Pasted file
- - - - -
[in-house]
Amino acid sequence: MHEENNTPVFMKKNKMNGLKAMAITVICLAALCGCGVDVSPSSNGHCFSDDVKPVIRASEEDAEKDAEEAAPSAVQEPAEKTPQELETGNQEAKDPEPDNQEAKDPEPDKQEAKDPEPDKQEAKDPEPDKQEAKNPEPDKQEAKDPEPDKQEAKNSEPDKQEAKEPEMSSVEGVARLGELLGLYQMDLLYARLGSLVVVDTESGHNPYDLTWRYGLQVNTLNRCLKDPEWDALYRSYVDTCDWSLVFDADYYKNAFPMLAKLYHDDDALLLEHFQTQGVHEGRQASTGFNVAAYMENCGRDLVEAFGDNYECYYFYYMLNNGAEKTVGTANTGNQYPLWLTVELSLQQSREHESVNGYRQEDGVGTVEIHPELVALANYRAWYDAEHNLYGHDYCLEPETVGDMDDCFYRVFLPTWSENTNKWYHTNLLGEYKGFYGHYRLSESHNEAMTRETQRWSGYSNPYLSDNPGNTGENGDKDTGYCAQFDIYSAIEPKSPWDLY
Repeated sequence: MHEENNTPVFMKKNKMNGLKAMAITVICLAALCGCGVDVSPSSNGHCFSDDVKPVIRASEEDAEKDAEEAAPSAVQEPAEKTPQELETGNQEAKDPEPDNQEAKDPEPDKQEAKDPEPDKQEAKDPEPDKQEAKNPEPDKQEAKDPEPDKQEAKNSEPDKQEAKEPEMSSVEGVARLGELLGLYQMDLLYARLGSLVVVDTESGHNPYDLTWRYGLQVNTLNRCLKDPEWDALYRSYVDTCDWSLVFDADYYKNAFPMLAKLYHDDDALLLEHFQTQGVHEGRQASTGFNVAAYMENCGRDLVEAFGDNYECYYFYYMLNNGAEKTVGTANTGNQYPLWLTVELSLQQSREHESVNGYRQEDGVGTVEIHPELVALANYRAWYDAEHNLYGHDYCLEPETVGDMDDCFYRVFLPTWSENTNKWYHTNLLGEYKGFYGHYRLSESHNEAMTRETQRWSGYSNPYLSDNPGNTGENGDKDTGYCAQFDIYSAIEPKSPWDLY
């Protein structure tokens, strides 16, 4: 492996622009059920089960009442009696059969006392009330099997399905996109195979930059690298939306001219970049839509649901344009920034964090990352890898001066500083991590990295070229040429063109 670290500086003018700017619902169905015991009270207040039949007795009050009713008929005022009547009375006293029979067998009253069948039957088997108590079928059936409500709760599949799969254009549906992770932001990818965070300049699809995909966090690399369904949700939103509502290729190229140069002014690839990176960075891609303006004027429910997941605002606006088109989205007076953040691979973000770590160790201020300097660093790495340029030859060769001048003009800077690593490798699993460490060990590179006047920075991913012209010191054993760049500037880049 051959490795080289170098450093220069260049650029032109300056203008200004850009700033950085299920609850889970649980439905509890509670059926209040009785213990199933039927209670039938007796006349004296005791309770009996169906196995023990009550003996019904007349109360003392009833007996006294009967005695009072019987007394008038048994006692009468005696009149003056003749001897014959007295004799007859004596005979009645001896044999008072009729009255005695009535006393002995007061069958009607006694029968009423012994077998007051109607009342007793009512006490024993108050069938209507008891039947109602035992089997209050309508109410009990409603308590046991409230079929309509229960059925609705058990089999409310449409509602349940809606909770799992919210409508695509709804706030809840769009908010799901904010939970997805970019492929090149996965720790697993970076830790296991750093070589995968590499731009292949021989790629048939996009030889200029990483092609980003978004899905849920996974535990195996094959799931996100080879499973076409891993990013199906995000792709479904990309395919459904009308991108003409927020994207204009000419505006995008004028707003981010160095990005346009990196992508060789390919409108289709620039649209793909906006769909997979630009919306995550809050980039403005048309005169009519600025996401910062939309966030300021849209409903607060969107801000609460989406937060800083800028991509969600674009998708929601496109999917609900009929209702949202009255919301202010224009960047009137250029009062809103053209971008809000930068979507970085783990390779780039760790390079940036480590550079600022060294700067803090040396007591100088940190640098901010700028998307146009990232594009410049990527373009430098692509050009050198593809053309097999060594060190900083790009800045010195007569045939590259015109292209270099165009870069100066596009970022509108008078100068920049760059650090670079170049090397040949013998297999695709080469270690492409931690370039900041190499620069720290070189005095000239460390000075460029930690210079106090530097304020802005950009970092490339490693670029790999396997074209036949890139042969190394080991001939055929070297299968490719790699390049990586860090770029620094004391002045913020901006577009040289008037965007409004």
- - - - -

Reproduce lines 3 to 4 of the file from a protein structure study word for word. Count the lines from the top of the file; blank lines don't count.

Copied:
Repeated sequence: MHEENNTPVFMKKNKMNGLKAMAITVICLAALCGCGVDVSPSSNGHCFSDDVKPVIRASEEDAEKDAEEAAPSAVQEPAEKTPQELETGNQEAKDPEPDNQEAKDPEPDKQEAKDPEPDKQEAKDPEPDKQEAKNPEPDKQEAKDPEPDKQEAKNSEPDKQEAKEPEMSSVEGVARLGELLGLYQMDLLYARLGSLVVVDTESGHNPYDLTWRYGLQVNTLNRCLKDPEWDALYRSYVDTCDWSLVFDADYYKNAFPMLAKLYHDDDALLLEHFQTQGVHEGRQASTGFNVAAYMENCGRDLVEAFGDNYECYYFYYMLNNGAEKTVGTANTGNQYPLWLTVELSLQQSREHESVNGYRQEDGVGTVEIHPELVALANYRAWYDAEHNLYGHDYCLEPETVGDMDDCFYRVFLPTWSENTNKWYHTNLLGEYKGFYGHYRLSESHNEAMTRETQRWSGYSNPYLSDNPGNTGENGDKDTGYCAQFDIYSAIEPKSPWDLY
């Protein structure tokens, strides 16, 4: 492996622009059920089960009442009696059969006392009330099997399905996109195979930059690298939306001219970049839509649901344009920034964090990352890898001066500083991590990295070229040429063109 670290500086003018700017619902169905015991009270207040039949007795009050009713008929005022009547009375006293029979067998009253069948039957088997108590079928059936409500709760599949799969254009549906992770932001990818965070300049699809995909966090690399369904949700939103509502290729190229140069002014690839990176960075891609303006004027429910997941605002606006088109989205007076953040691979973000770590160790201020300097660093790495340029030859060769001048003009800077690593490798699993460490060990590179006047920075991913012209010191054993760049500037880049 051959490795080289170098450093220069260049650029032109300056203008200004850009700033950085299920609850889970649980439905509890509670059926209040009785213990199933039927209670039938007796006349004296005791309770009996169906196995023990009550003996019904007349109360003392009833007996006294009967005695009072019987007394008038048994006692009468005696009149003056003749001897014959007295004799007859004596005979009645001896044999008072009729009255005695009535006393002995007061069958009607006694029968009423012994077998007051109607009342007793009512006490024993108050069938209507008891039947109602035992089997209050309508109410009990409603308590046991409230079929309509229960059925609705058990089999409310449409509602349940809606909770799992919210409508695509709804706030809840769009908010799901904010939970997805970019492929090149996965720790697993970076830790296991750093070589995968590499731009292949021989790629048939996009030889200029990483092609980003978004899905849920996974535990195996094959799931996100080879499973076409891993990013199906995000792709479904990309395919459904009308991108003409927020994207204009000419505006995008004028707003981010160095990005346009990196992508060789390919409108289709620039649209793909906006769909997979630009919306995550809050980039403005048309005169009519600025996401910062939309966030300021849209409903607060969107801000609460989406937060800083800028991509969600674009998708929601496109999917609900009929209702949202009255919301202010224009960047009137250029009062809103053209971008809000930068979507970085783990390779780039760790390079940036480590550079600022060294700067803090040396007591100088940190640098901010700028998307146009990232594009410049990527373009430098692509050009050198593809053309097999060594060190900083790009800045010195007569045939590259015109292209270099165009870069100066596009970022509108008078100068920049760059650090670079170049090397040949013998297999695709080469270690492409931690370039900041190499620069720290070189005095000239460390000075460029930690210079106090530097304020802005950009970092490339490693670029790999396997074209036949890139042969190394080991001939055929070297299968490719790699390049990586860090770029620094004391002045913020901006577009040289008037965007409004």